The Texas Senate has approved a bill that would allow government clerks to refuse to issue marriage licenses to gay couples, on religious grounds. The measure now moves to the House for a vote.

But, as Slate reports, the bill has an interesting provision that hasn’t been seen in other efforts by the Texas Senate to legislate same-sex marriage licenses.

www.ccPixs.com

The League of Kansas Municipalities is planning to push legislation that would allow greater flexibility in increasing property taxes without first seeking voter approval.

Hispanic Reading Room, Library of Congress

There is a new effort emerging In Mexico to nullify a treaty that allowed the United States to annex most of Mexico’s historic territory – what is now Texas, Arizona, New Mexico and California.

As KUT Public Radio reports, backers of the effort to nullify the Treaty of Guadalupe Hidalgo – which Mexican officials were forced to sign in 1848 at the close of the Mexican-American War – argue that the treaty violates now-accepted international legal norms, and therefore is invalid.

Luke Runyon / Harvest Public Media

Former Agriculture Secretary Tom Vilsack says the long delays in seating his replacement leaves rural America without a voice in the Trump administration.

Vilsack, a Democrat who served as USDA chief during both terms of the Obama Administration, cites President Donald Trump’s first budget proposal as an example of what happens without a Cabinet position dedicated to rural issues.

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Colorado lawmakers heard testimony Tuesday about the financial difficulties facing much of rural Colorado, which helped a bill aimed at preventing cuts to rural communities in the state pass its first test.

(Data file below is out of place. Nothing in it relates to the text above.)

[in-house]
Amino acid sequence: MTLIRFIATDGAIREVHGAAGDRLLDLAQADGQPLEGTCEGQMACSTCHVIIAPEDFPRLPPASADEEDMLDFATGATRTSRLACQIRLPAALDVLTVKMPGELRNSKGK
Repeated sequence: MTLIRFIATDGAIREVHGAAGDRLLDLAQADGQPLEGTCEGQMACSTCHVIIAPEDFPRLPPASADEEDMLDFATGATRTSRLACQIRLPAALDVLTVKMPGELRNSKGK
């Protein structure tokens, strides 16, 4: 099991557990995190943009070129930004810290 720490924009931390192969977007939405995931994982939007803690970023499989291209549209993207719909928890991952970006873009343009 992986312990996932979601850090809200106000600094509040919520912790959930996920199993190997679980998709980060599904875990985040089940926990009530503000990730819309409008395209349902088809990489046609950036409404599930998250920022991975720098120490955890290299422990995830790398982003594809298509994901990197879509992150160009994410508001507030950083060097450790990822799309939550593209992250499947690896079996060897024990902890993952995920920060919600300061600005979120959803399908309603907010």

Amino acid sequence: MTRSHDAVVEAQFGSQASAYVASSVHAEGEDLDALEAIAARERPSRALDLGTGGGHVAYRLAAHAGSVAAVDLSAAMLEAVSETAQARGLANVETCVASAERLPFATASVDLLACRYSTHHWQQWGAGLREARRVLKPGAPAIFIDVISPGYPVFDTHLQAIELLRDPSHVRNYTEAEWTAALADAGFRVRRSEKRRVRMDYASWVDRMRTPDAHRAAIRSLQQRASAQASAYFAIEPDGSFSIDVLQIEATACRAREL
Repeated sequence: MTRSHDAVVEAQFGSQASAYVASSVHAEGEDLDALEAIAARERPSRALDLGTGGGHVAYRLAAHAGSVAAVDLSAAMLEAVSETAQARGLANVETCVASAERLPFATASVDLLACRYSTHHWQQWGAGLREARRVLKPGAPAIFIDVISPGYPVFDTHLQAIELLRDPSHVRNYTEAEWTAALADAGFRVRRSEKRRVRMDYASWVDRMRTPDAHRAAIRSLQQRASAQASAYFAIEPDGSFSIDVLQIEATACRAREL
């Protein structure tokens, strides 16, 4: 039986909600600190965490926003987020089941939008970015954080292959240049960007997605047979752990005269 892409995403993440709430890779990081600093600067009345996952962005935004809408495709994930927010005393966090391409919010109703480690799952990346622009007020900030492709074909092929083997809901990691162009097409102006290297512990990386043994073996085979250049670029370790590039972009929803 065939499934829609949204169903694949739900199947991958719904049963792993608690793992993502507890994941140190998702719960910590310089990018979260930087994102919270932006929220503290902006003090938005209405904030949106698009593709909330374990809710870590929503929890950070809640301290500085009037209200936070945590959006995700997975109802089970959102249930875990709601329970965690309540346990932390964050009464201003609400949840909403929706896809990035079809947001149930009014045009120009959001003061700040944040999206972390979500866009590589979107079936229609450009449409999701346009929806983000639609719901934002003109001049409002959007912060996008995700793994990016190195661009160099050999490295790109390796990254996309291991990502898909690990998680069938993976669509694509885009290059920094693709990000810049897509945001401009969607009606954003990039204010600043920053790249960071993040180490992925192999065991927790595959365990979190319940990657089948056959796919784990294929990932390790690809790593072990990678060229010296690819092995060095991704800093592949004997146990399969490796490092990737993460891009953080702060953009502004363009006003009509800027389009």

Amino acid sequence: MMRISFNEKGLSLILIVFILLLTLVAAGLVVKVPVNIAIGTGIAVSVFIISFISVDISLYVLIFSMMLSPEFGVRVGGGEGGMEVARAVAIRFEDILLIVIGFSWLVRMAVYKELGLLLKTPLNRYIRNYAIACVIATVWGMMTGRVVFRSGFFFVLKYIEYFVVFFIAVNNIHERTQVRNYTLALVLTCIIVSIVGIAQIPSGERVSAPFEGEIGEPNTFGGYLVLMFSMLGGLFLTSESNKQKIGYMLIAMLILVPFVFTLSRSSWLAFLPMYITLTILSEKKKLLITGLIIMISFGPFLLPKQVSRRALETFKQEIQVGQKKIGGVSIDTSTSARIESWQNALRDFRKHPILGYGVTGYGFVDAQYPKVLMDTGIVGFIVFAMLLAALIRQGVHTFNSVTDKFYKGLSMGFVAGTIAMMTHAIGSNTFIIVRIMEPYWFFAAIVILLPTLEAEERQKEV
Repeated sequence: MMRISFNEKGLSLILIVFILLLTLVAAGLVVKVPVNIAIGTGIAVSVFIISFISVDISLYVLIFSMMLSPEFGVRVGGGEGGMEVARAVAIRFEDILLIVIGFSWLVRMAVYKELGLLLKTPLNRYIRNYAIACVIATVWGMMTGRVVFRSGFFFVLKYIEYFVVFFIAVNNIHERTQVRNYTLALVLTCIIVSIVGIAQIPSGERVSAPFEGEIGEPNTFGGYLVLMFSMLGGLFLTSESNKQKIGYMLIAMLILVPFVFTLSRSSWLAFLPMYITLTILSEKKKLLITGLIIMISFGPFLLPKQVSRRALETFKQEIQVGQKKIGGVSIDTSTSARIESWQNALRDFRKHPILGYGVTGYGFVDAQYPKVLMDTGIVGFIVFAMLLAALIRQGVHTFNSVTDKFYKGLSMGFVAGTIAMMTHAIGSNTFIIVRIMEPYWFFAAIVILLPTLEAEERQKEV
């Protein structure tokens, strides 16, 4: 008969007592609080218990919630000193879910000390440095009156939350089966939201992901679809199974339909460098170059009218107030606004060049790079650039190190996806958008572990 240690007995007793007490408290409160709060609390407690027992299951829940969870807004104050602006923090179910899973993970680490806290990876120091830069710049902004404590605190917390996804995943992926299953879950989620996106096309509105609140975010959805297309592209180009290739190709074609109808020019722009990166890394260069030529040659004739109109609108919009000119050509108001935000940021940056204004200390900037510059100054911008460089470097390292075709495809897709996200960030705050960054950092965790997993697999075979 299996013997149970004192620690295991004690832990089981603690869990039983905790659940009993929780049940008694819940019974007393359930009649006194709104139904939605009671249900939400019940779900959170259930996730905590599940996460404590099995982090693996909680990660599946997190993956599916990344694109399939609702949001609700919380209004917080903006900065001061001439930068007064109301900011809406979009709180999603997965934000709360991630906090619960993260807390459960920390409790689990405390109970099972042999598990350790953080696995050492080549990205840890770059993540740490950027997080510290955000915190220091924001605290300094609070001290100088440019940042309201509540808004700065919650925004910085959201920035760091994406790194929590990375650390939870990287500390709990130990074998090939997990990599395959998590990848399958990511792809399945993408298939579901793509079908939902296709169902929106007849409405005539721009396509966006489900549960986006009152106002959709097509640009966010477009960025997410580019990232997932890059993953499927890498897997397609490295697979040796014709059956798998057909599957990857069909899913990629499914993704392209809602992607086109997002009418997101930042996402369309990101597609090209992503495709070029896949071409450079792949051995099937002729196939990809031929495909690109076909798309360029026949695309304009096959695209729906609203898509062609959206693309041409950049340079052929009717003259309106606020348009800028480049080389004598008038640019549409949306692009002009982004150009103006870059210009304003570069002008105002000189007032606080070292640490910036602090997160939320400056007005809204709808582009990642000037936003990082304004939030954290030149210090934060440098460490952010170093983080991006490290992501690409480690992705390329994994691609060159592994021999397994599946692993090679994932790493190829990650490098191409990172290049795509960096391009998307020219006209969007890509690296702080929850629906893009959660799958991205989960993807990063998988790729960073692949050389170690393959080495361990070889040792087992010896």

As The Denver Post reports, officials from rural schools, hospitals and business groups testified about the dire financial situation facing much of rural Colorado – a situation that they fear will only get worse in coming years.

Federal judge rules Texas voter ID law discriminatory

Apr 13, 2017
DEBAIRD / CREATIVE COMMONS

A federal judge has ruled, for the second time, that Texas lawmakers intentionally discriminated against Latino and black voters in passing a strict voter identification law in 2011.

As The Texas Tribune reports, U.S. District Judge Nelva Gonzales Ramos ruled Monday that Texas did not meet its burden in proving that legislators passed the nation’s strictest photo ID law – Senate Bill 14 – without knowingly targeting minority voters.

U.S. SEN. JERRY MORAN, R-KANSAS

On Wednesday, U.S. Senator Jerry Moran held a town hall meeting in Garden City, where health care and education were the primary topics of discussion.

As The Garden City Telegram reports, Moran said he that while he wants every American to have access to health care, he doesn’t believe it’s guaranteed by the federal government.